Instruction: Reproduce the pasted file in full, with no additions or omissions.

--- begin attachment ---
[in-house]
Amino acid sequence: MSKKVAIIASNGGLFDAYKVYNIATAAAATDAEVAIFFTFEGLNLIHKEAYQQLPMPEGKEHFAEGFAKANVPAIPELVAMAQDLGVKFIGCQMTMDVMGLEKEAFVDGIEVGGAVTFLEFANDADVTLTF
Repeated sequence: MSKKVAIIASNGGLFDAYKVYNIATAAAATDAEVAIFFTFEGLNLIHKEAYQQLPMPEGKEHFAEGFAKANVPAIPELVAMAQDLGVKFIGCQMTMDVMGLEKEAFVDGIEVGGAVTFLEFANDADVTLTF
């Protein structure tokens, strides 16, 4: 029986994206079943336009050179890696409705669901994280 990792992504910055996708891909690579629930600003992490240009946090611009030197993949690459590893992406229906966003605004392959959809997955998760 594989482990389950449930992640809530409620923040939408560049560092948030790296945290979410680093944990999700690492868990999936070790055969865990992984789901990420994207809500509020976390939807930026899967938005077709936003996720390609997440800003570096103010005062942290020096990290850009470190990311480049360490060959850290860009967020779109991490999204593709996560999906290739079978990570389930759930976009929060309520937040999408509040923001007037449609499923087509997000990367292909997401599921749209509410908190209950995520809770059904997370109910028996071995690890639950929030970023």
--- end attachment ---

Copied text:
[in-house]
Amino acid sequence: MSKKVAIIASNGGLFDAYKVYNIATAAAATDAEVAIFFTFEGLNLIHKEAYQQLPMPEGKEHFAEGFAKANVPAIPELVAMAQDLGVKFIGCQMTMDVMGLEKEAFVDGIEVGGAVTFLEFANDADVTLTF
Repeated sequence: MSKKVAIIASNGGLFDAYKVYNIATAAAATDAEVAIFFTFEGLNLIHKEAYQQLPMPEGKEHFAEGFAKANVPAIPELVAMAQDLGVKFIGCQMTMDVMGLEKEAFVDGIEVGGAVTFLEFANDADVTLTF
């Protein structure tokens, strides 16, 4: 029986994206079943336009050179890696409705669901994280 990792992504910055996708891909690579629930600003992490240009946090611009030197993949690459590893992406229906966003605004392959959809997955998760 594989482990389950449930992640809530409620923040939408560049560092948030790296945290979410680093944990999700690492868990999936070790055969865990992984789901990420994207809500509020976390939807930026899967938005077709936003996720390609997440800003570096103010005062942290020096990290850009470190990311480049360490060959850290860009967020779109991490999204593709996560999906290739079978990570389930759930976009929060309520937040999408509040923001007037449609499923087509997000990367292909997401599921749209509410908190209950995520809770059904997370109910028996071995690890639950929030970023």